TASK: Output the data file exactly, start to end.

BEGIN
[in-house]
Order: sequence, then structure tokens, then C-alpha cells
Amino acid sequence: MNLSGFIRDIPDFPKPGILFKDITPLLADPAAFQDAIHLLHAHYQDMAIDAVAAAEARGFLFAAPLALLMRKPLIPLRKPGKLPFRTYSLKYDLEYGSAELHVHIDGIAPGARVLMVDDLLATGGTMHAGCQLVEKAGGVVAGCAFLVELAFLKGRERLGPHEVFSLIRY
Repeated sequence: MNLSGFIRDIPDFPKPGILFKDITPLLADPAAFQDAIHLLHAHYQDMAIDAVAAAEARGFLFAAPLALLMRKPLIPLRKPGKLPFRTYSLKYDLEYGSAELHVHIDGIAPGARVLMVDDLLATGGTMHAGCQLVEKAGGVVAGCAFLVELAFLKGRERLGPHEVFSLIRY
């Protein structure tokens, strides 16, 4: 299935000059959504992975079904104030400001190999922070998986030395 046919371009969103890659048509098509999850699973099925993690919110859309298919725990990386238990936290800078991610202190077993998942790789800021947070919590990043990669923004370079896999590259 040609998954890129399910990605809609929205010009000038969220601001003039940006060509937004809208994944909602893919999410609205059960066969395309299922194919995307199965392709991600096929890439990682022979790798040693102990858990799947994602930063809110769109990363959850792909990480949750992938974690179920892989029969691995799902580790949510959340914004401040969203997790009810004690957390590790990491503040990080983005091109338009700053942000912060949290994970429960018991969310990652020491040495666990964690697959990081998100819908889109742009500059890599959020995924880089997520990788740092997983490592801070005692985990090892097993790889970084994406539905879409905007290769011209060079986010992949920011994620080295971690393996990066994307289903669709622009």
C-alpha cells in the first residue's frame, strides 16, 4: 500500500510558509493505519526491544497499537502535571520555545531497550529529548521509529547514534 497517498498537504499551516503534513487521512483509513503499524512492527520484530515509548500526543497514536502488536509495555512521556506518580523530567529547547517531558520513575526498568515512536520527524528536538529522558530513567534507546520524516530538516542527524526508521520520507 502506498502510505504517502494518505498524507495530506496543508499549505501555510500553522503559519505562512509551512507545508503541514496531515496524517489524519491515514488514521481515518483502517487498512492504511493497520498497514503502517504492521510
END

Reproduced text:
[in-house]
Order: sequence, then structure tokens, then C-alpha cells
Amino acid sequence: MNLSGFIRDIPDFPKPGILFKDITPLLADPAAFQDAIHLLHAHYQDMAIDAVAAAEARGFLFAAPLALLMRKPLIPLRKPGKLPFRTYSLKYDLEYGSAELHVHIDGIAPGARVLMVDDLLATGGTMHAGCQLVEKAGGVVAGCAFLVELAFLKGRERLGPHEVFSLIRY
Repeated sequence: MNLSGFIRDIPDFPKPGILFKDITPLLADPAAFQDAIHLLHAHYQDMAIDAVAAAEARGFLFAAPLALLMRKPLIPLRKPGKLPFRTYSLKYDLEYGSAELHVHIDGIAPGARVLMVDDLLATGGTMHAGCQLVEKAGGVVAGCAFLVELAFLKGRERLGPHEVFSLIRY
């Protein structure tokens, strides 16, 4: 299935000059959504992975079904104030400001190999922070998986030395 046919371009969103890659048509098509999850699973099925993690919110859309298919725990990386238990936290800078991610202190077993998942790789800021947070919590990043990669923004370079896999590259 040609998954890129399910990605809609929205010009000038969220601001003039940006060509937004809208994944909602893919999410609205059960066969395309299922194919995307199965392709991600096929890439990682022979790798040693102990858990799947994602930063809110769109990363959850792909990480949750992938974690179920892989029969691995799902580790949510959340914004401040969203997790009810004690957390590790990491503040990080983005091109338009700053942000912060949290994970429960018991969310990652020491040495666990964690697959990081998100819908889109742009500059890599959020995924880089997520990788740092997983490592801070005692985990090892097993790889970084994406539905879409905007290769011209060079986010992949920011994620080295971690393996990066994307289903669709622009």
C-alpha cells in the first residue's frame, strides 16, 4: 500500500510558509493505519526491544497499537502535571520555545531497550529529548521509529547514534 497517498498537504499551516503534513487521512483509513503499524512492527520484530515509548500526543497514536502488536509495555512521556506518580523530567529547547517531558520513575526498568515512536520527524528536538529522558530513567534507546520524516530538516542527524526508521520520507 502506498502510505504517502494518505498524507495530506496543508499549505501555510500553522503559519505562512509551512507545508503541514496531515496524517489524519491515514488514521481515518483502517487498512492504511493497520498497514503502517504492521510